Washington, D.C. — When a public company auditor discovers or suspects an illegal act, Section 10A of the Securities Exchange Act of 1934, as well as the auditing standards, contemplate a series of steps which serve to advise the appropriate parties, enhance the quality of the audit, and protect investors.
A recent Webcast moderated by Center for Audit Quality (CAQ) Executive Director Cindy Fornelli, and streamed to more than 150 locations via the Internet, brought together the perspectives of the forensic auditor assisting the audit firm, the forensic accountant assisting a company’s audit committee, and counsel to an audit committee.
Illegality covered by Section 10A includes violations of securities laws and extends to, among other things, such matters as money laundering, violations of the Foreign Corrupt Practices Act, and the Patriot Act, which expanded the authority of U.S. law enforcement agencies for the purpose of fighting terrorism.
Section 10A includes three important steps an auditor should take if he/she suspects an illegal act has been committed: evaluate the impact of the act on the company’s financial statements; make sure the audit committee is adequately informed; and evaluate whether the audit committee is taking timely and appropriate remedial actions.
According to Steven Skalak, Advisory Services Partner, PricewaterhouseCoopers LLP, “The standard requires the audit thought process be one where first you think about whether the act might be illegal, and after that, the second consideration is how it might affect the financial statements.”
Dr. Timothy P. Hedley, Forensic Partner, KPMG LLP, explained to Webcast viewers that when an auditor suspects an illegal act, “They should take certain steps to understand when they’ve got smoke if there is some fire, asking ‘do I need to move this up the ladder?’ Each matter is going to be different, but they all require an audit response.”
Panelist Michael R. Young, Litigation Partner, Willkie Farr & Gallagher LLP, remarked that, “the evaluative steps are left up to the discretion of the auditor, which can be an area fraught with peril since the [U.S. Securities and Exchange Commission (SEC)] can ultimately determine if the auditor did the right thing in his or her assessment of the situation.” Young added that auditors need to be very cautious about their treatment of such situations, “and if they conclude the audit committee is not taking timely and appropriate remedial actions he or she is required to go to the SEC within 24 hours.”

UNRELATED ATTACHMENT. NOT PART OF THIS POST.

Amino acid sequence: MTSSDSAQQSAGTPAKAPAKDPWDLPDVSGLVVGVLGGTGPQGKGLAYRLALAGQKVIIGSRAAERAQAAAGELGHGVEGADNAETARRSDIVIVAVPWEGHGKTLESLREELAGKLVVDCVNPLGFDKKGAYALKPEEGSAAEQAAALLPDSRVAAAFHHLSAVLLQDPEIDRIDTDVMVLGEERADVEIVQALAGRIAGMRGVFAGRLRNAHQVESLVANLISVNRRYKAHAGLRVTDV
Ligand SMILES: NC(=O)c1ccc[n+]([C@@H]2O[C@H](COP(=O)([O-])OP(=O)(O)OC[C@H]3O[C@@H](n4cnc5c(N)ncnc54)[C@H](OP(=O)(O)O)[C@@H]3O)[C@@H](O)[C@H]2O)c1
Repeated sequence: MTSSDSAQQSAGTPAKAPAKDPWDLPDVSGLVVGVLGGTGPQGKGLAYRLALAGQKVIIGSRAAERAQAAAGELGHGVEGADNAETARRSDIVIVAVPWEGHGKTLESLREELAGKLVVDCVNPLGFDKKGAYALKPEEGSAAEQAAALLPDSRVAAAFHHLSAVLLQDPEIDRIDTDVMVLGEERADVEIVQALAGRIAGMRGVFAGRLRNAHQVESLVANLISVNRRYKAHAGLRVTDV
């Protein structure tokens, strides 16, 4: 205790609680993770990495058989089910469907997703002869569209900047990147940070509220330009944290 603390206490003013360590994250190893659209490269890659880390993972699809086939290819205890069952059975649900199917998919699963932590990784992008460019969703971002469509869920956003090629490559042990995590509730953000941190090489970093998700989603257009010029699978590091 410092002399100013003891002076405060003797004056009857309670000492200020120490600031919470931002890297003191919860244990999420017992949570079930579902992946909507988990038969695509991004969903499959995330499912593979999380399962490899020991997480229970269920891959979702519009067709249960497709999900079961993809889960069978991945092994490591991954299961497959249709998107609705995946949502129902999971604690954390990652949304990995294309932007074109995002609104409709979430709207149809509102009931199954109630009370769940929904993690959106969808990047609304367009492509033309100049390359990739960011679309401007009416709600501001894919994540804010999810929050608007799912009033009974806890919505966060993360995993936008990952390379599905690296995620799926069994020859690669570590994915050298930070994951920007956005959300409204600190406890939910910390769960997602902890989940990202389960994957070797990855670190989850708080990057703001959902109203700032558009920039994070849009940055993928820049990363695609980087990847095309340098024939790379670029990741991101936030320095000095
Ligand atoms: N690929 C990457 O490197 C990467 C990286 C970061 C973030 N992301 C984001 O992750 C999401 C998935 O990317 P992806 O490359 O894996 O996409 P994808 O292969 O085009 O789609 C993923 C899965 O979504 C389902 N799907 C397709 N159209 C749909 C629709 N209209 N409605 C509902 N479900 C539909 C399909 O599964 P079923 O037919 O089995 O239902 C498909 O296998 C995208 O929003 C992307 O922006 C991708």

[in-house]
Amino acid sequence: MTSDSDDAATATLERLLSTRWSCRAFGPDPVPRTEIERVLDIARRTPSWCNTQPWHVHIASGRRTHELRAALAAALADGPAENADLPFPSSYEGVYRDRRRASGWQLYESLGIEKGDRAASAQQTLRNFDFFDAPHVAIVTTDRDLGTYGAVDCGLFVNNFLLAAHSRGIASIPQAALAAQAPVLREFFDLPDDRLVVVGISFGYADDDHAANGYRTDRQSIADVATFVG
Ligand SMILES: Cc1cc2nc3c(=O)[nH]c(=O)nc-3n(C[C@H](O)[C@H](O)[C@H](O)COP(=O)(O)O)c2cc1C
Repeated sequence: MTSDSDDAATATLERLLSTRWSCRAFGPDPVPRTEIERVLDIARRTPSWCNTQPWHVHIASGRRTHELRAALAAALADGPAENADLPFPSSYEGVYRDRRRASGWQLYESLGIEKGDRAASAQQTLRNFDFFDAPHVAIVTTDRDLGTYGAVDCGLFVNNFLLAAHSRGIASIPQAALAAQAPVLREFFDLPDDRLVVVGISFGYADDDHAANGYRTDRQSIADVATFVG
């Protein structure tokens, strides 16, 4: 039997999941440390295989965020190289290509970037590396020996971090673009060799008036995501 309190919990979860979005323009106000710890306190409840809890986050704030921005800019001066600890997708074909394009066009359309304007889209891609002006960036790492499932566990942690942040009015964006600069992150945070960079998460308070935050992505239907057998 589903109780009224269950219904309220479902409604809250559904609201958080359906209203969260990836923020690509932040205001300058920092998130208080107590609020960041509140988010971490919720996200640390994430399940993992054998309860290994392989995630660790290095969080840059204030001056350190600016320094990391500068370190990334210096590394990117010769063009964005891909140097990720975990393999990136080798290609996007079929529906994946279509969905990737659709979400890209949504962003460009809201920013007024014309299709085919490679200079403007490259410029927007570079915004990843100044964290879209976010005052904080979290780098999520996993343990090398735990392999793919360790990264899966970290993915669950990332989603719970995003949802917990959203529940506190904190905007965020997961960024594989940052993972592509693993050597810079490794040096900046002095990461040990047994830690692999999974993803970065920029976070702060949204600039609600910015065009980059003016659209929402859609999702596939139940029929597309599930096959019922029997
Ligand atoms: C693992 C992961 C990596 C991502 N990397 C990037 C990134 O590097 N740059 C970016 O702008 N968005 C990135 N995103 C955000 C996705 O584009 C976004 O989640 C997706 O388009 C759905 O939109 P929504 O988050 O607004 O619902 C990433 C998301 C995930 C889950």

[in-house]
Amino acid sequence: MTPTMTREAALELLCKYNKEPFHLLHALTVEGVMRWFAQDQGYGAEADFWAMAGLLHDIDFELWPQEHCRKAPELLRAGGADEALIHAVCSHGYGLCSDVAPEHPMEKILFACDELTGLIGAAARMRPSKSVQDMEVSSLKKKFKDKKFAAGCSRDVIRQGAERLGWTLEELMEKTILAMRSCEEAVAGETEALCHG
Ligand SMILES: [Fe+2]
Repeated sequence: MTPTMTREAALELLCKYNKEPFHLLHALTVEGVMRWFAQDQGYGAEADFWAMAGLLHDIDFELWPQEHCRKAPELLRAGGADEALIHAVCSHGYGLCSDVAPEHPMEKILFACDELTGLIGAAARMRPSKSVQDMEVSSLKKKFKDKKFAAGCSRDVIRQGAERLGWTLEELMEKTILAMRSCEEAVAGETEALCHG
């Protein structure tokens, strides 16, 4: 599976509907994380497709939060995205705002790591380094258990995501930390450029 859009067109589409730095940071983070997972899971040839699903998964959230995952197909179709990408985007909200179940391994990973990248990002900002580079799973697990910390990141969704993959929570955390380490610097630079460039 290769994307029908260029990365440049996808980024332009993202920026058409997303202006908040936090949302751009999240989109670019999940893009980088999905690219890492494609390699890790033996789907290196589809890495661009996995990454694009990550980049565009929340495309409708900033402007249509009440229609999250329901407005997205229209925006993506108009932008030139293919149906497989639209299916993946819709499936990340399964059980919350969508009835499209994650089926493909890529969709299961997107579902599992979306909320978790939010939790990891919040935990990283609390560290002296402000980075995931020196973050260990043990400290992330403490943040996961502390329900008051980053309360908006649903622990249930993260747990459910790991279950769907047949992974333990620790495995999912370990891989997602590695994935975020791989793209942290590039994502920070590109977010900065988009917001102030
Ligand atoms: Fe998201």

Asked by moderator Fornelli for their key observations, Skalak replied that, “The auditor doesn’t want to be sold a bill of goods. That means having the right team involved to conduct the investigation.” From Hedley’s perspective, the auditor should “Be involved up front; move lockstep with the investigation; and, most importantly, maintain a heightened level of professional skepticism in these situations.” For his part, Young said, “It boils down to two words from the auditor’s perspective: independence and transparency. Make sure the investigation is independent, and you need to have transparent access to the results of that investigation.”
To view the Webcast, visit http://www.iian.ibeam.com/events/aicp001/26974.
# # #
The Center for Audit Quality (CAQ) is an autonomous public policy organization serving investors, public company auditors and the capital markets. The CAQ’s mission is to foster confidence in the audit process and to aid investors and the markets by advancing constructive suggestions for change rooted in the profession’s core values of integrity, objectivity, honesty and trust. Based in Washington, D.C., the CAQ is affiliated with the American Institute of Certified Public Accountants. For more information, visit www.thecaq.org.